Chinese Folk Tales - Volume 1 adapted by Zhao Jie

Our daughter is now attending a Mandarin immersion school here in the Twin Cities, and each Friday is a library day. For this past week’s reading she chose this compilation of 8 short stories, printed in both Chinese characters and English. Published in 2005 in Beijing by Dolphin Press, this softbound book features full-color traditional illustrations on every page (which is why our sweet kindergartner chose it.)

These are legitimate and old folktales, although we aren’t told from when, what part of the country, or what religious/political order. They aren’t arranged with any particular theme or arc; each story is self-contained, and there’s no discussion by the translator or publisher to help non-native readers understand the context and “moral” of any story. Having read *some* Chinese history I can identify a few characters, but these stories just raise questions and leave me with nowhere to go to learn more.

The second issue is with the quality of the translation; this was clearly done in Beijing, in an academic setting, quickly, by someone (or a team of someones) who hadn’t spoken English conversationally with Westerners. The vocabulary swings from college-level to preschool-level without warning, phrases are awkwardly stuck together, and dialogue sounds like it came from the 1960’s. Characters are not clearly identified, and titles are not explained. Word choices are often dull: several stories refer to “devils” when we would use more-precise words to describe monsters, like demon, phantom, or satyr. Another story tries to explain how the Jade Emperor severely and negligently fouled setting up how the rain would fall, causing extreme flooding, but the words used literally make it sound as if he made a .03% accounting mistake.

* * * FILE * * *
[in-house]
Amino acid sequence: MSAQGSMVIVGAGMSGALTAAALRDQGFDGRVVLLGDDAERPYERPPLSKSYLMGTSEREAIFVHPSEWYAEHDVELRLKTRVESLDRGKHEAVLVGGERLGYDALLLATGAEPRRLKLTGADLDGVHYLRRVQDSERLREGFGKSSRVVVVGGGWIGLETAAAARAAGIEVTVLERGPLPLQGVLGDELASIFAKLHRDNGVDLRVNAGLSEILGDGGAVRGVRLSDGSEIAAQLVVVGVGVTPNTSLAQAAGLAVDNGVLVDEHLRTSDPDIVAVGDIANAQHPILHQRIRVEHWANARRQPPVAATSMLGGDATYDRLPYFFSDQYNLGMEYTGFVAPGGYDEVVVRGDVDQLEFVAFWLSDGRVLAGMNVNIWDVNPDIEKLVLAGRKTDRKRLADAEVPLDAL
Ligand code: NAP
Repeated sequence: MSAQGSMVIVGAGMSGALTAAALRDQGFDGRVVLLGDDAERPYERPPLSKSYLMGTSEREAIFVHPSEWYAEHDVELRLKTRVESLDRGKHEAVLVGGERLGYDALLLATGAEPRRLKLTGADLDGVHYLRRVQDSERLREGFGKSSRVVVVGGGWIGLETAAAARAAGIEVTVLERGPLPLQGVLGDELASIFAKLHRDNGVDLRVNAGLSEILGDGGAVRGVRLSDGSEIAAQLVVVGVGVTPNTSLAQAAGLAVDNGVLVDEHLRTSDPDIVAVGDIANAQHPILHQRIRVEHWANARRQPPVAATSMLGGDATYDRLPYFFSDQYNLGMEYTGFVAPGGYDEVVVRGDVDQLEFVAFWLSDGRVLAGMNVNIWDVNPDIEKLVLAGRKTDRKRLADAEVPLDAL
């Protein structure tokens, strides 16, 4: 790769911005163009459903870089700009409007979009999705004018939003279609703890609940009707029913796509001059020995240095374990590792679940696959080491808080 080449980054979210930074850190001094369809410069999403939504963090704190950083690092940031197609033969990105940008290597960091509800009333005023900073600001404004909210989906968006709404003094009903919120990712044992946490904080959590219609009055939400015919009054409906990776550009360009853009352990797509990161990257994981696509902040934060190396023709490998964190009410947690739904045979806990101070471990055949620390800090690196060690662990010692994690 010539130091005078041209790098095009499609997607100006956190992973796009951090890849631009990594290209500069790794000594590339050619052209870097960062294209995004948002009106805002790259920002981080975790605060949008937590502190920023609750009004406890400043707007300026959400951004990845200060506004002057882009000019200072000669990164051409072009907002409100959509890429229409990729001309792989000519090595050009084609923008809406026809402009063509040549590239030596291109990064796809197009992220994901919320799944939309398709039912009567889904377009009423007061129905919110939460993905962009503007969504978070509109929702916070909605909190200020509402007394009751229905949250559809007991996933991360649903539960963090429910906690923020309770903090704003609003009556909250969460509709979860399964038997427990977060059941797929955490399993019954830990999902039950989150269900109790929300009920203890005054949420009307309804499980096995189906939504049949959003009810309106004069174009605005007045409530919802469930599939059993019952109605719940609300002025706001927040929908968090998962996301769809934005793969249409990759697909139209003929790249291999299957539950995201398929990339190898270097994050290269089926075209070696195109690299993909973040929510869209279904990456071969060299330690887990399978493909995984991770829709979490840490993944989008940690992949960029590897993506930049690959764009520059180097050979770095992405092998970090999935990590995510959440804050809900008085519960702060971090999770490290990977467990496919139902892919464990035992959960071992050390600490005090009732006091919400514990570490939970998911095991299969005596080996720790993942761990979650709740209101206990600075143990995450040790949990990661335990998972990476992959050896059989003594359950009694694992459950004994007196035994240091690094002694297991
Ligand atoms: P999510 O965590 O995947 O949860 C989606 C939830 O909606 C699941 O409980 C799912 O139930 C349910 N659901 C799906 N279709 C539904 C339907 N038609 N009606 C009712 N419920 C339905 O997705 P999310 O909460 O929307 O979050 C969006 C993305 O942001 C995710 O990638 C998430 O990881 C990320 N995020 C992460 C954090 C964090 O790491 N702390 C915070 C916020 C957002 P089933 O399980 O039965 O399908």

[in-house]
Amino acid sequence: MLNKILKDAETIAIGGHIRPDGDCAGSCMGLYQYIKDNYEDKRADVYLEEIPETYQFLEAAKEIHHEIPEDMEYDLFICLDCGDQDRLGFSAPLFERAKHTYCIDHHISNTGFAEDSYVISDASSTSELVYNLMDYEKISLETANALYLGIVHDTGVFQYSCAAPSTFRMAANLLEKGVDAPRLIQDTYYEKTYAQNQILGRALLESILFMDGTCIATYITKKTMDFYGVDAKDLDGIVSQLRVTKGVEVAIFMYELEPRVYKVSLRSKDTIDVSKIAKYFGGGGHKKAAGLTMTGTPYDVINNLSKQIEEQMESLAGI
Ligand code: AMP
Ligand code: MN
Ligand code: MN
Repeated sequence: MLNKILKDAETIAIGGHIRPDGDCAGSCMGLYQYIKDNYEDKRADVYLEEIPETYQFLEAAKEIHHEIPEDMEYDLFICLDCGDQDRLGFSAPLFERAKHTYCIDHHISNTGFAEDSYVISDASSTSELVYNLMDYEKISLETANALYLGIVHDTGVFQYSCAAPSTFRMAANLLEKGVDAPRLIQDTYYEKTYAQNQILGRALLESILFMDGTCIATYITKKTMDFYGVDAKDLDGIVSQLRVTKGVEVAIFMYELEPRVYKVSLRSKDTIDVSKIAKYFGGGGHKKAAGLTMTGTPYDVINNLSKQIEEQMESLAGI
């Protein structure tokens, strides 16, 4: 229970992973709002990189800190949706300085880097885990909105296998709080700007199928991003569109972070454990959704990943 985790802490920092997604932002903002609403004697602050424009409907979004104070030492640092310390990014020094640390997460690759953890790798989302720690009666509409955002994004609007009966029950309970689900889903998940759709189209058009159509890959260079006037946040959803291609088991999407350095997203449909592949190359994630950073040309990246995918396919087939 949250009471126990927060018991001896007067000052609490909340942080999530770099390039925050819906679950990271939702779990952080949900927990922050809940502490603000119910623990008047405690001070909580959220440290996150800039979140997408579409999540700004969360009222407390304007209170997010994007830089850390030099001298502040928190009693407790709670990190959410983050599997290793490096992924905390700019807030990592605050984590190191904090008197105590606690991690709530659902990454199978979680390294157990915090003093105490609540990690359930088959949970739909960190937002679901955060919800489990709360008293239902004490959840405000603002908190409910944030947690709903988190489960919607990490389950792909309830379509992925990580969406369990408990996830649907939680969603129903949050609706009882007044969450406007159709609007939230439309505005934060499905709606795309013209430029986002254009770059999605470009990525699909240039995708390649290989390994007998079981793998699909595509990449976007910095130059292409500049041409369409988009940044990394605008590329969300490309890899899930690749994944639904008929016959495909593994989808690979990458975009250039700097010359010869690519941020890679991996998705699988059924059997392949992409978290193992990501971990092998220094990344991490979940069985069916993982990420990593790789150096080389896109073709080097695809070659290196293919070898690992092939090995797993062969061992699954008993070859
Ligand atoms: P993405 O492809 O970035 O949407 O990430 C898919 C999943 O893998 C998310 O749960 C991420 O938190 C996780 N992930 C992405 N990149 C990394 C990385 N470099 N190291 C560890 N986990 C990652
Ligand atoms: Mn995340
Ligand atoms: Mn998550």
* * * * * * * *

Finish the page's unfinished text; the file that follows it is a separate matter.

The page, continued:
The third issue with several stories is the almost random inclusion of implied or outright violence - political retribution, attempted assassination, and choking death. And let’s not forget the story of Yan Song, who basically prostituted his daughter to the Emperor’s court in order to gain political power (although that word isn’t used, the meaning is still there.) While I know Chinese society has adapted differently and is used to a different level of behavior - and that we can’t judge the past through today’s morals - the book is clearly intended for a Western audience.

Parents will need to pre-read each story before telling it with children - to use age-appropriate words, think up explanations and questions to get their child’s response, and to decide how they’ll phrase what goes on in certain scenes to still convey the main idea without getting dragged into explanations they don’t necessarily want to have at that time / age.

Was the book interesting? Yes, I learned more about a few New Year’s traditions, and heard a story about one of Taoism’s Eight Immortals that I found quite funny. But is this a book I’d recommend? No; for a casual read with kids, or to try to learn more about Chinese stories and customs, there’s just too much work for not enough insight.